This Phillies legend still watches their games

PHILADELPHIA - JULY 26: Center fielder Shane Victorino #8 of the Philadelphia Phillies runs back to the dugout during a game against the St. Louis Cardinals at Citizens Bank Park on July 26, 2009 in Philadelphia, Pennsylvania. (Photo by Hunter Martin/Getty Images)
PHILADELPHIA - JULY 26: Center fielder Shane Victorino #8 of the Philadelphia Phillies runs back to the dugout during a game against the St. Louis Cardinals at Citizens Bank Park on July 26, 2009 in Philadelphia, Pennsylvania. (Photo by Hunter Martin/Getty Images) /
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Shane Victorino went from playing for the Phillies to rooting for them

It’s been nearly a decade since Shane Victorino put on a Philadelphia Phillies uniform, but he still has a lot of love for his former team.

Victorino regularly comments on the Phillies’ Instagram posts, showing love for this generation of his former team:

It’s crazy to think that Victorino was almost not a Phillie multiple times. He was drafted by the Los Angeles Dodgers and signed with them in 1999, spending three years in their farm system. He was then selected by the San Diego Padres in the 2002 Rule 5 draft, and made his MLB debut with them in 2003. But by the end of May, he was returned to the Dodgers and put back in their minor leagues.

Then in 2004, the Phillies selected him in the Rule 5 draft, paying the Dodgers the $100,000 required. But when Victorino wasn’t able to stay with the big-league team, he was offered back to the Dodgers for the stipulated $50,000. Luckily, they declined, and the Phillies were able to keep him. He made his Phillies big-league debut in September 2005.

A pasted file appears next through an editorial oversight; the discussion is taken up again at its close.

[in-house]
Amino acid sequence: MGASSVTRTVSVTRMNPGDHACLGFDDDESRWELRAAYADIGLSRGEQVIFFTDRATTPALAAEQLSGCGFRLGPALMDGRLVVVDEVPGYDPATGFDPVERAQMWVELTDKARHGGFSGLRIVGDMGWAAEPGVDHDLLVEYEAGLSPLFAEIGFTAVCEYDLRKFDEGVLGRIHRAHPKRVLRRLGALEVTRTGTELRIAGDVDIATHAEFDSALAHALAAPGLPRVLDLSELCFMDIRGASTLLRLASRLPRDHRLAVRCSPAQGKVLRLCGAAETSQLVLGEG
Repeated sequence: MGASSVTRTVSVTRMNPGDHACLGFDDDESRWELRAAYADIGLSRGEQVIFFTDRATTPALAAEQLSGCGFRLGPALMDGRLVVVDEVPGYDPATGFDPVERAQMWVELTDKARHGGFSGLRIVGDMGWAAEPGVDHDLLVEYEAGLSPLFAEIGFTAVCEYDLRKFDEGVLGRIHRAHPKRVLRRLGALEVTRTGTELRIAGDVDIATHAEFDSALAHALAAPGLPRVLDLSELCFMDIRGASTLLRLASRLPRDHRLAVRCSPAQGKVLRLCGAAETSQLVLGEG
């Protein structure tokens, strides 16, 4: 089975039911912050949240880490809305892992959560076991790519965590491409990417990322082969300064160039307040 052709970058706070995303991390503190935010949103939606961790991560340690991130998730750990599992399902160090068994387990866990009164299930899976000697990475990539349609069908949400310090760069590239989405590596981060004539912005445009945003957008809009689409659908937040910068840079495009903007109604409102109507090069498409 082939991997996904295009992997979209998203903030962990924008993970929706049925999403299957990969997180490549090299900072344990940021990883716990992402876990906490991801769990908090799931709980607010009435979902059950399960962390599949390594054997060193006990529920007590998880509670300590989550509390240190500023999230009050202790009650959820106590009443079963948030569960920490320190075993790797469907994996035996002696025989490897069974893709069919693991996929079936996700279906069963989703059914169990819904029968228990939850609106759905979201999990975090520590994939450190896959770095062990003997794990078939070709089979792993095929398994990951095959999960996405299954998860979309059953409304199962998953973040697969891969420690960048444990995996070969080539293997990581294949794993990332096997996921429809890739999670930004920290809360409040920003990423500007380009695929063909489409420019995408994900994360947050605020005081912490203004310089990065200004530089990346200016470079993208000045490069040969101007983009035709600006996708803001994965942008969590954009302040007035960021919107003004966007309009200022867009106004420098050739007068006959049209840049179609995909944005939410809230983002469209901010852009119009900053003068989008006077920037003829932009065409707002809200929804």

Ultimately, this meant that for the paltry sum of $100,000, the Phillies got a future two-time All-Star who would soon win three consecutive Gold Glove awards for them between 2008-2010.

During the Phillies’ second-ever championship season, Victorino, who became known as the Flyin’ Hawaiian, came through when it mattered most. In October, he slashed .269/.345/.481 with a .826 OPS, three doubles, a triple, two home runs, 13 RBI, five runs scored, and only four strikeouts in 59 plate appearances. Of course, 14 postseason games is a small sample size, but there’s also a clutch factor needed to come through in the highest-pressure moments, and Victorino had it. His first career grand slam came in Game 2 of the 2008 NLDS.

The Phillies’ attempt to go back-to-back in 2009 did not end with a trophy, but Victorino was even better than he’d been the previous October. In 15 postseason games, he hit .293/.382/.534 with a .917 OPS, three doubles, a triple, three home runs, nine RBI, 11 runs scored, and only four strikes in 69 plate appearances.

Victorino also led all of MLB in triples twice with the Phillies, in 2009, and again in 2011. It was with the Phillies that he set his career-highs in hits, home runs, RBI, OBP, SLG, and OPS, to name a few offensive categories. He finished 18th and 13th in NL MVP voting in 2009 and 2011, respectively.

By 2012, the Dodgers had seen enough and reacquired the soon-to-be-free-agent Victorino from the Phillies during the season. But his offensive numbers dropped across the board, and when he became a free agent that winter, he signed with the Boston Red Sox. In his first season, he won his fourth and final Gold Glove and was a key part of their legendary Boston Strong 2013 championship season.

Victorino’s final big-league game was on October 4, 2015, but he did not officially announce his retirement until July 2018. He signed a one-day contract to return to the Phillies, a ceremonial move that would enable him to retire with the team that finally gave him a chance.

Years later, he’s clearly still a Phillie at heart.

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